After two weeks of training with our specialist equipment, we were unleashed into The National Library of Wales to work on the Penrice and Margam charters.
January is a strange time to be introduced to Aberystwyth: it is beautiful, the people are very friendly and there are postcards in the shops saying ‘Come to Sunny Aberystwyth’ but it is also freezing cold, very windy and the sea is out to get you. I spent four weeks in various lonely B&Bs including one week on the sea front during a storm. I lay in my bed watching the waves crashing against my third-floor window until the proprietor came to tell me to close the curtains ‘just in case they get smashed’. The next morning involved a daring escape through the basement kitchen and up a fire escape, a dash past closed-off roads, dodging waves and flying rocks and a battle against the wind up the hill to arrive, soaking wet, at what seemed at that moment the best place on earth. The National Library of Wales is a wonderful place where you’re greeted in both Welsh and English, where the gift shop sells everything from books and cards to jewellery and whisky and where the cafe serves tea in pots and soup with cheese. Their collections include the Hengwrt Chaucer, Piers Plowman and, of course, charters with lots of beautiful seals, covered in prints.
While we saw many beautiful and interesting seals depicting knights on horseback, flowers, enthroned bishops and heraldry, my favourite was a seal without a matrix impression at all. Penrice Margam charter 123 has a seal with the impression of a ring in it. Not the impression of a signet ring, but the whole ring, pressed into the wax.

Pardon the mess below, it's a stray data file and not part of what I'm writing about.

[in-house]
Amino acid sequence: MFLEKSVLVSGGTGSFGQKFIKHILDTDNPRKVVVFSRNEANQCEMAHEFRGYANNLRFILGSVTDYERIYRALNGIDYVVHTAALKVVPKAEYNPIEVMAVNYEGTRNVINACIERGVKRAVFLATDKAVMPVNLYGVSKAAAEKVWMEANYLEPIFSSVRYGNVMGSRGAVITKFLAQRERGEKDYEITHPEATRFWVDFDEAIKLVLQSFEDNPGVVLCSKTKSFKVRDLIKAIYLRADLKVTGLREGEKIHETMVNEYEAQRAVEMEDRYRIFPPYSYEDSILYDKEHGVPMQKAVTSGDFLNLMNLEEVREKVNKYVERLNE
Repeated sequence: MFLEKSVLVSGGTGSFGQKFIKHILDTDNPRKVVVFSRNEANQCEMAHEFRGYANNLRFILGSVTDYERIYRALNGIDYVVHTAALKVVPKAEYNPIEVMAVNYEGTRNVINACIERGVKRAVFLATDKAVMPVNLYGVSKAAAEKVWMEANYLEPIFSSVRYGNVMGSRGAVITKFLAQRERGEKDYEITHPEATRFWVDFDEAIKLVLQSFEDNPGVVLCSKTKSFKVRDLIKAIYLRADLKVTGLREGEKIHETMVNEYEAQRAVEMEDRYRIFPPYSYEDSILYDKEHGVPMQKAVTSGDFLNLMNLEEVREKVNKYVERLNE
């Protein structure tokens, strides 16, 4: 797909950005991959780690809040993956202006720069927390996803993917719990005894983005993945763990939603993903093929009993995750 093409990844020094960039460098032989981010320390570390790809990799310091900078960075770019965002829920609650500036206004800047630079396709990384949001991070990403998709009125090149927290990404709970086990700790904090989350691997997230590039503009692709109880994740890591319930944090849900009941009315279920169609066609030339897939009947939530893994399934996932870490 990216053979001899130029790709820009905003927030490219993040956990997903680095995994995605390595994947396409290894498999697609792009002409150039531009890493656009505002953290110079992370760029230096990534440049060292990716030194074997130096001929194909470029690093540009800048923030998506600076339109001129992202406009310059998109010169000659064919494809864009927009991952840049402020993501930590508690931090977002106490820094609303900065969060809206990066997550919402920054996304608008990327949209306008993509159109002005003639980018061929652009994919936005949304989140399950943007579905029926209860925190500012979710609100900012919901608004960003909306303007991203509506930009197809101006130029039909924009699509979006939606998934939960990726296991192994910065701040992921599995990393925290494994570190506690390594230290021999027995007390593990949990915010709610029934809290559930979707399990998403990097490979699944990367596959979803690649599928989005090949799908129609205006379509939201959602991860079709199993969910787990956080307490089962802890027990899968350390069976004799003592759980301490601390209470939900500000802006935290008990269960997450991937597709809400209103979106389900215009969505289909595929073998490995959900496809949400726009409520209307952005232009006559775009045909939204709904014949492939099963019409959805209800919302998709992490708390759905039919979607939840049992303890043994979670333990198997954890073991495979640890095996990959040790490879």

The charter itself is a quitclaim by Wenthlian, daughter of Morgan, to Margam Abbey, of a meadow and gorse land which belonged to her father. The charter is small in comparison to the seal and the attachment, which is a long, plaited cord of at least two colours. It seems to me a little incongruous: someone seems to have made a big deal of sealing the charter and attaching the seal, and yet the seal matrix is lacking. Was it simply overlooked, or was it a deliberate choice to press a ring (perhaps with monetary or sentimental value)? Using the Crime-lite Imager, we found prints in the centre of the ring impression.
I would love to think that these are the ring and handprint of Wenthlian, daughter of Morgan. Unfortunately, we will never know for sure. What it does tell us, however, is that seals and sealing practices were not as straightforward as people might think. If a seal was simply a mark of an individual, what does this impression say? While a ring could be a signifier of authority, it means little in profile. One could deduce that it was the act of sealing that was important for this person, rather than the seal itself. In that case, perhaps it was Wenthlian after all who, lacking in a seal matrix and unsure of the technique, was nonetheless determined to make an impression.
Hollie L. S. Morgan